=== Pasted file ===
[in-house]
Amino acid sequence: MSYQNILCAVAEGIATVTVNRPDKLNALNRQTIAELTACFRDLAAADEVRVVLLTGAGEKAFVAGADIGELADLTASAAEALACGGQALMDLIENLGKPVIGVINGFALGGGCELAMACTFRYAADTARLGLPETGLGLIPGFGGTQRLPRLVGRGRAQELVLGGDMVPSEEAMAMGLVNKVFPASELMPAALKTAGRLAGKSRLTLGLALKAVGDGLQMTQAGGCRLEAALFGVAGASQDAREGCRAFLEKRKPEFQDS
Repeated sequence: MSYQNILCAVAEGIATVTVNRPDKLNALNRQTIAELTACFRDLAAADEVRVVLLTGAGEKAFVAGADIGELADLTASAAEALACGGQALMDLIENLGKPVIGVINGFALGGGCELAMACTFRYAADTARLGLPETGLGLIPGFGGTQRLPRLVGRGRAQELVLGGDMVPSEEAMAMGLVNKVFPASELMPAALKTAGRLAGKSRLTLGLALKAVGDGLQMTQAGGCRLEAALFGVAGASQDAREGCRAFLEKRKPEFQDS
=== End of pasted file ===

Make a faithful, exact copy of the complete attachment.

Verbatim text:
[in-house]
Amino acid sequence: MSYQNILCAVAEGIATVTVNRPDKLNALNRQTIAELTACFRDLAAADEVRVVLLTGAGEKAFVAGADIGELADLTASAAEALACGGQALMDLIENLGKPVIGVINGFALGGGCELAMACTFRYAADTARLGLPETGLGLIPGFGGTQRLPRLVGRGRAQELVLGGDMVPSEEAMAMGLVNKVFPASELMPAALKTAGRLAGKSRLTLGLALKAVGDGLQMTQAGGCRLEAALFGVAGASQDAREGCRAFLEKRKPEFQDS
Repeated sequence: MSYQNILCAVAEGIATVTVNRPDKLNALNRQTIAELTACFRDLAAADEVRVVLLTGAGEKAFVAGADIGELADLTASAAEALACGGQALMDLIENLGKPVIGVINGFALGGGCELAMACTFRYAADTARLGLPETGLGLIPGFGGTQRLPRLVGRGRAQELVLGGDMVPSEEAMAMGLVNKVFPASELMPAALKTAGRLAGKSRLTLGLALKAVGDGLQMTQAGGCRLEAALFGVAGASQDAREGCRAFLEKRKPEFQDS